The mission of the Global Emergency Response and Assistance (GERA) organization is to protect human rights and to restore the dignity, well being and safety of those affected by conflicts and disasters. They provide aid relief and alleviation assistance to refugees, new arrivals in host countries, and internally displaced persons. Nextgen chatted with Oumarou Kouraogo, GERA co-founder, to learn more. Connect with them on Facebook.
What inspired the creation of GERA? Tell us any specific moments that moved you to develop or join GERA?
My experience living in Burkina Faso and Ivory Coast, where I witnessed political tensions, economic inequalities and the daily suffering of families especially children, triggered the implicit promise within me to be a voice that spoke up against injustices, to fight poverty and to never ever stop until the basic rights to food, clean water, education and healthcare are a reality for all people around the world.
Sikandar Kaan [GERA president] served with the U.S. Special Forces in Afghanistan where he got to experience the everyday struggles and experiences of those living in a conflict zone due to the ongoing violence between terrorist organizations and armed forces. He came across children who had been brainwashed and recruited by the Taliban to be used as suicide bombers or as human shields. One experience in particular, which according to Sikandar had a lasting effect on him, was having to clean the blood off children’s bodies who were the same age as my little brother and sister.
Upon returning to the U.S., Sikandar related his story to me — we were roommates at the time — and we started brainstorming on how we could help children in conflict zones and fight poverty around the world.
Two weeks into brainstorming we still did not know what to do, until one morning while watching CNN, the news broke out that Peter Kassig, a humanitarian aid worker and founder of SERA (Special Emergency Response and Assistance) was captured and killed by ISIS while he was delivering aid to Syria. That was the moment that really drove us to create GERA as we were inspired to continue the great work Peter Kassig was doing throughout the world.
What are your objectives as an organization and what are some of the actions that you take to achieve these objectives?
The mission of Global Emergency Response and Assistance is to protect human rights and to restore the dignity, well-being and safety of those affected by conflicts and disasters. We do this by providing aid, relief and alleviation assistance to refugees, new arrivals in host countries, and internally displaced persons.
Currently, GERA is working with refugee families in Jersey City and Paterson, New Jersey to provide relief assistance. We bring together humanitarian actors to ensure a proper, coordinated and effective response to crisis. GERA works with translators, tutors, ESL volunteers, lawyers, certified psychologists, and partners to ensure that humanitarian assistance is reaching refugees.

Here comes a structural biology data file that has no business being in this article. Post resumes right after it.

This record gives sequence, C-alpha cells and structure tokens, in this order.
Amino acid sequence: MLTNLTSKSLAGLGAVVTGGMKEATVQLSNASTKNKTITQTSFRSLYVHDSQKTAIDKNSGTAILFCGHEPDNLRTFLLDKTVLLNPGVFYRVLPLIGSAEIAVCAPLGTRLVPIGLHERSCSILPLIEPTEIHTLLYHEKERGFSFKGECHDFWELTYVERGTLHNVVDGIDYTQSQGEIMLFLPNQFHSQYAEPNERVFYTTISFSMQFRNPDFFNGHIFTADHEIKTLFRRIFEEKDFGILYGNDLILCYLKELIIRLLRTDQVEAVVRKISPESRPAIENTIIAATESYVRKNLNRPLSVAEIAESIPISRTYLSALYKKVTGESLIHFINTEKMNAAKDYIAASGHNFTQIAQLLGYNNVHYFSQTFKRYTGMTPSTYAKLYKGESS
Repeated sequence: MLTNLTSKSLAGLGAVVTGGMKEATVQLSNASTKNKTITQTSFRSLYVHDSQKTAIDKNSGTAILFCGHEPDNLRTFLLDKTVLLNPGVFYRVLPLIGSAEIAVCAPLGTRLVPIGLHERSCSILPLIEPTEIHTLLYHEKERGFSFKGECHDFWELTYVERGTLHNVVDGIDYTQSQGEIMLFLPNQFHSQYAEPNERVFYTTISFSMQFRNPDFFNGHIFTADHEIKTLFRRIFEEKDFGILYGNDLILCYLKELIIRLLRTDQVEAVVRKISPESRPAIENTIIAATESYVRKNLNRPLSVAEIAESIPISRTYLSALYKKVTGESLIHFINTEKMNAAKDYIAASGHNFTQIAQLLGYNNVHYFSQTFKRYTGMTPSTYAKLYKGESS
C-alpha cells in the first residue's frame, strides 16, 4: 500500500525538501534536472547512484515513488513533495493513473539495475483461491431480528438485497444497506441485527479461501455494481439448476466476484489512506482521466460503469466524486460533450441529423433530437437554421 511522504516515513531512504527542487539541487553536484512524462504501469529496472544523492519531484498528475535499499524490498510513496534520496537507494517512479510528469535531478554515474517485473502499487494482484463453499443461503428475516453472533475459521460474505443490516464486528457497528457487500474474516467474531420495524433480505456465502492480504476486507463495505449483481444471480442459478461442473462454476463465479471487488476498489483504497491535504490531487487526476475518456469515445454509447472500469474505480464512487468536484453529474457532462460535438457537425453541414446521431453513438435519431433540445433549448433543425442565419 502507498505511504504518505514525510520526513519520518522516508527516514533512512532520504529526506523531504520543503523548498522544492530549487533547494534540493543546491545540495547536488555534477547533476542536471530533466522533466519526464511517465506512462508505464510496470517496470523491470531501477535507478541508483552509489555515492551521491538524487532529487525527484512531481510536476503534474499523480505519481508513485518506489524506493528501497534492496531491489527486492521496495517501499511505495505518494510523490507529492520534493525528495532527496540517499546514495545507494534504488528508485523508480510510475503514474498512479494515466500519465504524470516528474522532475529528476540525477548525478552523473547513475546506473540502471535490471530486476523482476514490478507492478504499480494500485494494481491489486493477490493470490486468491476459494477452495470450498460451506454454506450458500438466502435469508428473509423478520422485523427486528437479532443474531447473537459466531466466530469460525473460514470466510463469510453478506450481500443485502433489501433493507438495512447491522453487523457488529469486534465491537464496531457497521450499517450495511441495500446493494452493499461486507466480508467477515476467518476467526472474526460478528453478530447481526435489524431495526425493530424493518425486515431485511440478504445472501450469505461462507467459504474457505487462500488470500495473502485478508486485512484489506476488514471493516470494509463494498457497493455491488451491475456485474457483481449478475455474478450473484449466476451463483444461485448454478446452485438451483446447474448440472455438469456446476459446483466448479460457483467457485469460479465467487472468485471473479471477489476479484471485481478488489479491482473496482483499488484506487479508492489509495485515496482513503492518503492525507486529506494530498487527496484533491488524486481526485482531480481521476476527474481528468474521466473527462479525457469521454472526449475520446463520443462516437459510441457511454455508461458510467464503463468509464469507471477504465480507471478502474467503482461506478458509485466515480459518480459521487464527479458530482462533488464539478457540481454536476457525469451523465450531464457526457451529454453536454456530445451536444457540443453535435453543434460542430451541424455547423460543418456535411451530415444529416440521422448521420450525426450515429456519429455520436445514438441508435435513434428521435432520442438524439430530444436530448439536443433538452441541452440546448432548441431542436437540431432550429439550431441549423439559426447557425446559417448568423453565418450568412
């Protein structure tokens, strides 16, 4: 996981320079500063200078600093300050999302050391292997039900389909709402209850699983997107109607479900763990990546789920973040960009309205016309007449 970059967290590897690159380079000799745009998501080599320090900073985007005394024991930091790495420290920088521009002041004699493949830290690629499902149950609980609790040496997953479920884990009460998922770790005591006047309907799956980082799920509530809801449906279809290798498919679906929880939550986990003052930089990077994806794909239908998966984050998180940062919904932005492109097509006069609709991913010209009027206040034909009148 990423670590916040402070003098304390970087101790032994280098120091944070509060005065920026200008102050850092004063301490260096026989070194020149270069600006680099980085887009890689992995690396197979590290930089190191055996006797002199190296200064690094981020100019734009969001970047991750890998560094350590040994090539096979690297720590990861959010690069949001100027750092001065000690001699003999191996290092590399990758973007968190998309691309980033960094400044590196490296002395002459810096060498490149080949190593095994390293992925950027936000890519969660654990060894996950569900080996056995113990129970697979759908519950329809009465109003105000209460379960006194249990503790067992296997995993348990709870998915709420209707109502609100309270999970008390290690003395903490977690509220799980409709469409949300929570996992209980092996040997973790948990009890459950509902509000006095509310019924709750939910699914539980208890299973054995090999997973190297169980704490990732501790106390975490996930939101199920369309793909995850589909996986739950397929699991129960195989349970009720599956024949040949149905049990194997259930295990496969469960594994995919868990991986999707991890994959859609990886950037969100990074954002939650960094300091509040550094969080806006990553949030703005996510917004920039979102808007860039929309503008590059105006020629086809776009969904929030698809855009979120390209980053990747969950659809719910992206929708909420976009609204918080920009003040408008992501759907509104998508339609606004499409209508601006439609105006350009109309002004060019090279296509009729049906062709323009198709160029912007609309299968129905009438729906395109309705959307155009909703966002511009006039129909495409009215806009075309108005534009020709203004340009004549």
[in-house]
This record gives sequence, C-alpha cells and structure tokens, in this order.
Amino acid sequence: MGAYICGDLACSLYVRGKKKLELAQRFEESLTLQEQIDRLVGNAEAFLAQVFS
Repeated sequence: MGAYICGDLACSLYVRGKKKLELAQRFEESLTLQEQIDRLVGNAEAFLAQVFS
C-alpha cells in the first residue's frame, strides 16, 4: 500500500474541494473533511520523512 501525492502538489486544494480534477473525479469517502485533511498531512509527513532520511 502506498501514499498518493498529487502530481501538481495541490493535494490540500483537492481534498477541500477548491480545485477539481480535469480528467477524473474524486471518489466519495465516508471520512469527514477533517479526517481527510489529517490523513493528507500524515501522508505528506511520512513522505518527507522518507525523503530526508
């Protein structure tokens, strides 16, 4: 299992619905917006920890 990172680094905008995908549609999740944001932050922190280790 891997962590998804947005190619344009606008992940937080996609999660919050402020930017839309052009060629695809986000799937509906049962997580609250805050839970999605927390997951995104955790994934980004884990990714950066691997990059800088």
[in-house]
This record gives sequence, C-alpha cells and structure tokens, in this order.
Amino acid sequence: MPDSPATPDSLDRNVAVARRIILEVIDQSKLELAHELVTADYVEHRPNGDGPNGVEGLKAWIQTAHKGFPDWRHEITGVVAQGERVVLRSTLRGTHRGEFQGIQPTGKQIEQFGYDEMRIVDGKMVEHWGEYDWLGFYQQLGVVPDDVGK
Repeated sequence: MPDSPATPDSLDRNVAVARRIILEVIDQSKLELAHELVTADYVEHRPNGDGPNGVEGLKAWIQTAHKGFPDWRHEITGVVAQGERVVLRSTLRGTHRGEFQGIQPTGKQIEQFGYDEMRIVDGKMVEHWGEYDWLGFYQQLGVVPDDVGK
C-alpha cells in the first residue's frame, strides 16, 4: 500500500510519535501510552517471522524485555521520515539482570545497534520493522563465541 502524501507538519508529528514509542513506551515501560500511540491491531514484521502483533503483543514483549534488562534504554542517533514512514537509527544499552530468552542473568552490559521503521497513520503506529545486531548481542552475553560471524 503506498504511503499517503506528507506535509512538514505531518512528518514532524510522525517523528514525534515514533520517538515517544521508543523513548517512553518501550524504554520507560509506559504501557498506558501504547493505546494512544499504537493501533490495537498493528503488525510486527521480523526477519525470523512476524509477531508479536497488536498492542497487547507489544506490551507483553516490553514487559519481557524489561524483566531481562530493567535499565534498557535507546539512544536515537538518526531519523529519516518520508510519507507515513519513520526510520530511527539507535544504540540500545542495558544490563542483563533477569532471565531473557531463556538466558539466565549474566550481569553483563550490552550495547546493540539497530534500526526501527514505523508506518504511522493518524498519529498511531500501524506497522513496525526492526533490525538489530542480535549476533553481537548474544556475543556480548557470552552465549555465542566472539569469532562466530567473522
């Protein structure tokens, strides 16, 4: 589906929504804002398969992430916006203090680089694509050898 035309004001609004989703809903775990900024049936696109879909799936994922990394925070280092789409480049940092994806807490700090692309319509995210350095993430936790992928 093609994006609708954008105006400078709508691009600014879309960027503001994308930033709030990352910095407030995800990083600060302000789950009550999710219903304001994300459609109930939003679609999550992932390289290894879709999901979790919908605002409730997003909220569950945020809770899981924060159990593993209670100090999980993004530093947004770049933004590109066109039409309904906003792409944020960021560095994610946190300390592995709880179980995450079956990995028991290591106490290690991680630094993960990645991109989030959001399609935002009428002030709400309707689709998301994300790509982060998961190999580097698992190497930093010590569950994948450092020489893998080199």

We seek to re-integrate refugees as functional members of society; thus we have a huge focus on educating refugee children by providing ESL classes and career development for adults. Our current project is to develop a mobilize education system for kids in conflict zones; while helping their parents in the integration and adaptation process.
As a young organization, what challenges do you face (especially financial among others) and how do you overcome them?
As a young organization one of our main challenges was gaining credibility; however we have worked hard to make a name for our organization. As you mentioned finance is one of the biggest challenges however we have had various successful fundraisers. We have a great team that is very organized and motivated; thus we are able to delegate tasks through specialized committees to get the work done.
What kind of youth involvement is driving GERA and how is GERA influencing change?
GERA is made up almost entirely by young professionals. Our individual stories tend to motivate other youth. Almost, every week we receive up to fifteen volunteer application forms from college students thus we are seeking to create GERA campus chapters so that more students can get involved.
What has been the most rewarding aspect of GERA’s work thus far?
Some of the goals that we have been able to accomplish this year include, but are not limited to, hosting fundraisers to garner awareness and support, partnering with the Malala Fund, being present/attending UN meetings at the high-level political forum, applying to speak at the UN NGO DPI Summit, networking with UN Women and UNICEF, and hosting a mission trip to the Turkish-Syrian border to deliver aid; where GERA worked in partnership with Embrace Relief and other local organizations to provide food, blankets, winter shoes and coats for over 4,000 refugees. However the most rewarding aspect has been the creation of GERA itself as it has given us a platform to work on projects that promote human rights and that truly make a difference in someone’s life.
Where do you envision GERA in 10 years? What do you wish to achieve?
We would like to see GERA on the ground around the world working to ensure the human rights and dignity of all human beings. Ultimately, GERA’s goal is to combat terrorism through education. We would also love to inspire thousands to continue Peter’s work, stand up for those that can’t, and speak for those that do not have a voice.
What are your thoughts on Generation Y/Z regarding non-profit work, especially in social issues such as refugees?
I think many young people are willing to help but not all of them understand the problem they attempt to solve. I believe that real information is key when it comes to working with refugees. I will encourage everyone who is looking to help refugees, to take some time to sit with those they are looking to help to hear their histories and their struggles rather than assuming.